Hugh Jackman film parallels current US education scandals

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Tassone and his district’s head of business affairs Pam Gluckin (Allison Janney) defrauded taxpayers and students to purchase beach homes, jet skis, lavish European vacations and even a Park Avenue apartment.

Janney’s Gluckin, who according to filmmakers stole a shocking $US4.2 million, confesses her crimes to her husband and two kids early on in the film, saying: “I stole from them. We all did. Your clothes, car, college. You didn’t want state college, you wanted private college. I wanted you to be happy with me.”

Huffman’s contrite letter, which was widely covered by the media on Friday, had similar arguments.

Guilty of college admissions bribery: Felicity Huffman, centre, in federal court.

Guilty of college admissions bribery: Felicity Huffman, centre, in federal court.Credit:AP

“As warped as this sounds now, I honestly began to feel that maybe I would be a bad mother if I didn’t do what Mr Singer was suggesting,” Huffman said of paying Rick Singer $US15,000 to raise her daughter’s test scores.

Jackman’s Tassone answers to a board of directors who are positioned as wealthy private citizens, obsessed with improving the academics and appearances of their schools to propel their children to greater success and subsequently raise property value.

Tassone, in turn, sees himself as a community leader and spokesmodel entitled to $US30,000 dry cleaning tabs, cosmetic procedures and first-class getaways with male lovers (he pretends to be mourning a dead wife to his colleagues, while hiding a husband of 33 years in Manhattan and a young male lover in Nevada).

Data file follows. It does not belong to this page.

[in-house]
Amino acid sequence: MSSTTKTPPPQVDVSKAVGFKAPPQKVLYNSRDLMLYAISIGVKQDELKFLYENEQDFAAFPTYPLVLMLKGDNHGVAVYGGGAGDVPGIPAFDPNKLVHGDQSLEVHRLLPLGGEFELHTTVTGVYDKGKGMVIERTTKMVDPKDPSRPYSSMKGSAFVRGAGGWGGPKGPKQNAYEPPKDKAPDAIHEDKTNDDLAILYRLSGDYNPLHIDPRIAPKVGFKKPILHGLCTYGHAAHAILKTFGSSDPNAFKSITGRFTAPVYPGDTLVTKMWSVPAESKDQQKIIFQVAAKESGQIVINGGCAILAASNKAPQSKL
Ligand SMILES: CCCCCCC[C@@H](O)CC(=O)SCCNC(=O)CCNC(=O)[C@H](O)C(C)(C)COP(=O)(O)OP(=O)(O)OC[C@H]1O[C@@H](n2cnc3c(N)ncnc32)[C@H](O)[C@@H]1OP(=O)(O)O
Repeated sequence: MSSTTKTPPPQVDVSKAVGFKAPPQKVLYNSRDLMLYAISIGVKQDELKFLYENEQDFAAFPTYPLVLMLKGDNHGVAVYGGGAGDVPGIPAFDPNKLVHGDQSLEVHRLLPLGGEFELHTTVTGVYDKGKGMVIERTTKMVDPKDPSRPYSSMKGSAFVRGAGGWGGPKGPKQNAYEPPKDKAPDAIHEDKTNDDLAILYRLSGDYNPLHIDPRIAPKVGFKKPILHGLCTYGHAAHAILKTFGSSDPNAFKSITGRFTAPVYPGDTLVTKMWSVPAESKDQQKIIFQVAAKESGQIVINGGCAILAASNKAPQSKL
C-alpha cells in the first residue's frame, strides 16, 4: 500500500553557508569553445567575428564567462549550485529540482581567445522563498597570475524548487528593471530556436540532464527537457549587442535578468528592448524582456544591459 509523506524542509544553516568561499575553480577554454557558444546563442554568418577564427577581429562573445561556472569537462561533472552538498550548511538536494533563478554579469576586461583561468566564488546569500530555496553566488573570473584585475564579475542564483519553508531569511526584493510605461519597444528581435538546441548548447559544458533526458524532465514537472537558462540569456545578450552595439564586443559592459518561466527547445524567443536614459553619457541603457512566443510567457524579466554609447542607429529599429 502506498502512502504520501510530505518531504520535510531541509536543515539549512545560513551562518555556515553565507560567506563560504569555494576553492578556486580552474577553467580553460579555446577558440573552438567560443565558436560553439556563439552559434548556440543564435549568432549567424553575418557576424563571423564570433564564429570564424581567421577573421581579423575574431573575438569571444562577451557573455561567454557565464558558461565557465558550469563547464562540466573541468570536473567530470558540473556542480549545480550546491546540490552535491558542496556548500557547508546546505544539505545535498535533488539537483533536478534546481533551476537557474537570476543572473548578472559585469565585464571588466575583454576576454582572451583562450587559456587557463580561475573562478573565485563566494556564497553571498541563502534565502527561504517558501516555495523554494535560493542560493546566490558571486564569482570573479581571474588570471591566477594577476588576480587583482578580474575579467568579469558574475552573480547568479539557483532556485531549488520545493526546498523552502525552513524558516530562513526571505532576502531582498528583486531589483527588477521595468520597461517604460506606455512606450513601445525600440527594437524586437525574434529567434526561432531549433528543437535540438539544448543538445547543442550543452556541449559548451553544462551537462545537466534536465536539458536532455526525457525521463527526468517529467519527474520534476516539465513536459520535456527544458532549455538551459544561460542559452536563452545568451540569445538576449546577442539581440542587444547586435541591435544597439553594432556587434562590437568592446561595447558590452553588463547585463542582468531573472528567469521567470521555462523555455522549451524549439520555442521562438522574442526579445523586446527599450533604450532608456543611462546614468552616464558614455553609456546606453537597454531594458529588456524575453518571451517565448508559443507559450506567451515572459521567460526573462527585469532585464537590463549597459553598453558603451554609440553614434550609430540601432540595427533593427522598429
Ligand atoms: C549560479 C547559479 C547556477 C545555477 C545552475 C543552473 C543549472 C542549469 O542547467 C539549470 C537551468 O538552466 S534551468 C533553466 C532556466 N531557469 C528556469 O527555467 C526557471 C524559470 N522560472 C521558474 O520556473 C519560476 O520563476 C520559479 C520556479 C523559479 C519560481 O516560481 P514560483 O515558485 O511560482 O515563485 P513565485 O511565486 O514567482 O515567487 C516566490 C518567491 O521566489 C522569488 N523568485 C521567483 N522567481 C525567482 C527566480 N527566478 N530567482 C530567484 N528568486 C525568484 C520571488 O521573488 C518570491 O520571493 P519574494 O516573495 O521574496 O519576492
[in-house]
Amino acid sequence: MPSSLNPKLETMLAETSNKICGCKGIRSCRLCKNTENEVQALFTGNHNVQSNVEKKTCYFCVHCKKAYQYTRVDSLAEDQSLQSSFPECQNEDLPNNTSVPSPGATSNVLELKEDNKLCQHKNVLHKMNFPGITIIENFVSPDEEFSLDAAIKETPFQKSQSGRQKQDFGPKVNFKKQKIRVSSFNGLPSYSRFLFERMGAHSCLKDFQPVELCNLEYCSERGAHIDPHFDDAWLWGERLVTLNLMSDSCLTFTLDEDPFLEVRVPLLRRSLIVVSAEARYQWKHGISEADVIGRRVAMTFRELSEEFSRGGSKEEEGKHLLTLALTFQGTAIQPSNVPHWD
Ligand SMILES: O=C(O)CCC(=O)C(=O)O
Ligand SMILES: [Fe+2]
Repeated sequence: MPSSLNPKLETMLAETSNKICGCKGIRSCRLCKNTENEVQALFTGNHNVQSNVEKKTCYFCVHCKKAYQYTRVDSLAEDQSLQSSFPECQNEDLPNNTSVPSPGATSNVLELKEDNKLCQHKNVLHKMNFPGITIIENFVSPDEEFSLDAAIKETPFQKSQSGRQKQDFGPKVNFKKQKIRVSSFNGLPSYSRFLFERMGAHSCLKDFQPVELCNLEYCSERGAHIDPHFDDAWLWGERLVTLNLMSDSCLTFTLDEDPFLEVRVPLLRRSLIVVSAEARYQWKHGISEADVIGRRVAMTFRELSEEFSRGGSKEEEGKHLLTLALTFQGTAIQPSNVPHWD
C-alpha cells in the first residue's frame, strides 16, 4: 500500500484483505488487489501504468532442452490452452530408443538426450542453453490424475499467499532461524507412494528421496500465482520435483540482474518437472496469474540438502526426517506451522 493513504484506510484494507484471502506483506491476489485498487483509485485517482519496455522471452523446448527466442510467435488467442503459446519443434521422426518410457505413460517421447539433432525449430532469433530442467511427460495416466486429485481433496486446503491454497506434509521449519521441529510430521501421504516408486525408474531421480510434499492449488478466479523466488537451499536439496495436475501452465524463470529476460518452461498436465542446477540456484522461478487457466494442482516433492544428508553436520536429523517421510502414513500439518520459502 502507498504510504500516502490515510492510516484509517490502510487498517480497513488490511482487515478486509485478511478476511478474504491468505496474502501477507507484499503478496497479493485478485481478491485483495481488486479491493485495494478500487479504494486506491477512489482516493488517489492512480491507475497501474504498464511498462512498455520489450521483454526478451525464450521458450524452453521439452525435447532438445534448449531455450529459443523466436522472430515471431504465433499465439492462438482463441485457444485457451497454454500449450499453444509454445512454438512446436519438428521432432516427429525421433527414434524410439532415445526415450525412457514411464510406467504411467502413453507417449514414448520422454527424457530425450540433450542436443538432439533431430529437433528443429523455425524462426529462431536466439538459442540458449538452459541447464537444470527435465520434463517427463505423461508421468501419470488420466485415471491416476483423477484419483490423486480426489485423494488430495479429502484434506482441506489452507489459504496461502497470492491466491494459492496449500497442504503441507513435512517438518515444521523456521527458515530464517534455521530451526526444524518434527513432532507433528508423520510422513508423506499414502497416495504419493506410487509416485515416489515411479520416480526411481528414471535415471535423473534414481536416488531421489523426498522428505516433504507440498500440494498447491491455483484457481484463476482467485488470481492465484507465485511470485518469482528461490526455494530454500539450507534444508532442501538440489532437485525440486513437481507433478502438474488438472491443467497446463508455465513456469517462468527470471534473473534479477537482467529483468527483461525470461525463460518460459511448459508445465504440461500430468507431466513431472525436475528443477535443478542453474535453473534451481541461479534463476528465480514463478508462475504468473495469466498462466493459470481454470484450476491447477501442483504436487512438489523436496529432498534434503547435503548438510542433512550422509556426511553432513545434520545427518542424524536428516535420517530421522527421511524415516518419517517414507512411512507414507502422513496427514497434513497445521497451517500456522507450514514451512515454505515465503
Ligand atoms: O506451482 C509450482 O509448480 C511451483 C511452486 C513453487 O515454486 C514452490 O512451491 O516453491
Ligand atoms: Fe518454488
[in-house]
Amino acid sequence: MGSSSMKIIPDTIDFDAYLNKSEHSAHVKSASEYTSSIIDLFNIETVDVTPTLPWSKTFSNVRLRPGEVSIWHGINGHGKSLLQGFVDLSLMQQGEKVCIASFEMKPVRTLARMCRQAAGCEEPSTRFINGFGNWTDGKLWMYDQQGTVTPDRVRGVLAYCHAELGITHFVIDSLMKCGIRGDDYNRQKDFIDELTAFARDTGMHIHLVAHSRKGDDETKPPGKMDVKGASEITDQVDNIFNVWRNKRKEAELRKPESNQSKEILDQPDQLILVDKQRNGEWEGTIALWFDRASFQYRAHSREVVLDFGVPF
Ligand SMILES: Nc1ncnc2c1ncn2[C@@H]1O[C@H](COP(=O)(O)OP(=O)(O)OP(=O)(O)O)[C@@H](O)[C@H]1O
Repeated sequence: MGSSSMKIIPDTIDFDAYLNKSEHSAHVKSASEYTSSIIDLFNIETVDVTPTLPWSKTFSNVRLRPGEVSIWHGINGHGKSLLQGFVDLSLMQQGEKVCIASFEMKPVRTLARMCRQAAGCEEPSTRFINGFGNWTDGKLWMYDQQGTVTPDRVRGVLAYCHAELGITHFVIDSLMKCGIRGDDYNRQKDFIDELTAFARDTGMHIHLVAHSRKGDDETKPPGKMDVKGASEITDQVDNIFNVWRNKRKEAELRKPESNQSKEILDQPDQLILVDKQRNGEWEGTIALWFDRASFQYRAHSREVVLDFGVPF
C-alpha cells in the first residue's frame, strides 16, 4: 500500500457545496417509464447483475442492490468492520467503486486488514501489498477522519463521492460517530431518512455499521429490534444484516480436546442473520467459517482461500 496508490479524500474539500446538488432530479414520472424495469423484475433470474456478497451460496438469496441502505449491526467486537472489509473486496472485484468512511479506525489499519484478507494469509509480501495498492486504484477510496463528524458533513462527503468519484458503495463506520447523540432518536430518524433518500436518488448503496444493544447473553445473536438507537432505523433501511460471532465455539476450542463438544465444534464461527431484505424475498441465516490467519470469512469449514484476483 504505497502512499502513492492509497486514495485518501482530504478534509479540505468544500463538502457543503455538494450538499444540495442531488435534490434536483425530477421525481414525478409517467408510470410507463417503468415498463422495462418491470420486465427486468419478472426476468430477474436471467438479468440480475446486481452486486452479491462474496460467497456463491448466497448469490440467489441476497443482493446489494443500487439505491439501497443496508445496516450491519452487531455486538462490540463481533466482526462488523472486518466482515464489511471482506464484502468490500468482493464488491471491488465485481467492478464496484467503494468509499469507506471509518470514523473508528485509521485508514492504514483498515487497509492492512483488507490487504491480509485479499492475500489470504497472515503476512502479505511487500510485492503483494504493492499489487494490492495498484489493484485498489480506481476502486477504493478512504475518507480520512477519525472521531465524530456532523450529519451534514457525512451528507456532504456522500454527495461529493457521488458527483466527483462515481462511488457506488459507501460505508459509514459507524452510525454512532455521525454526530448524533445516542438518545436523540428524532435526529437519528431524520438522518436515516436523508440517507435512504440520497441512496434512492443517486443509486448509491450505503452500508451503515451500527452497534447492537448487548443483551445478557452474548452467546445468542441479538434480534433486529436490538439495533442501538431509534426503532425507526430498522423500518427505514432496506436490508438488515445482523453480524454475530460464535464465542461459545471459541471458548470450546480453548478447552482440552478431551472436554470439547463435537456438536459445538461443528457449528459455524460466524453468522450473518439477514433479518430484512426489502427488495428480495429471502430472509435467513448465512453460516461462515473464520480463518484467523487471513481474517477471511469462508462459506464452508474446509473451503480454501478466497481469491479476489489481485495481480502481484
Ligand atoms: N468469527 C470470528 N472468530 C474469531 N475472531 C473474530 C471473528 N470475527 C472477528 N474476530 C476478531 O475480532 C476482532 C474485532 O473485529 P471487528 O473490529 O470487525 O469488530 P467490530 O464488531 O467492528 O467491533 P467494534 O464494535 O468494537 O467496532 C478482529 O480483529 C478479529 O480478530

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At rock bottom, when the district’s board president played by Ray Romano delivers fatal news that Jackman’s jig is up, his final ace in the sleeve is nepotism. “I can still get Becca into Harvard,” Jackman says, referring to Romano’s on-screen daughter.

Tassone and Gluckin’s crimes were exposed in real life by the student journalists writing for the district’s high school paper. A composite of those kids is played ably by Geraldine Viswanathan. When she approaches the paper’s editor (Alex Wolff) with proof of Tassone’s criminal activity, he hesitates.

“He’s writing my recommendation letter for college,” Wolff admits through gritted teeth, though he eventually runs the story.

Ripped from the headlines or not, Bad Education features desperate, compelling performances from its leads Jackman and Janney. Cory Finley, who directed the acclaimed 2017 film Thoroughbreds, does right by a nimble script from Mike Makowsky.

Reuters

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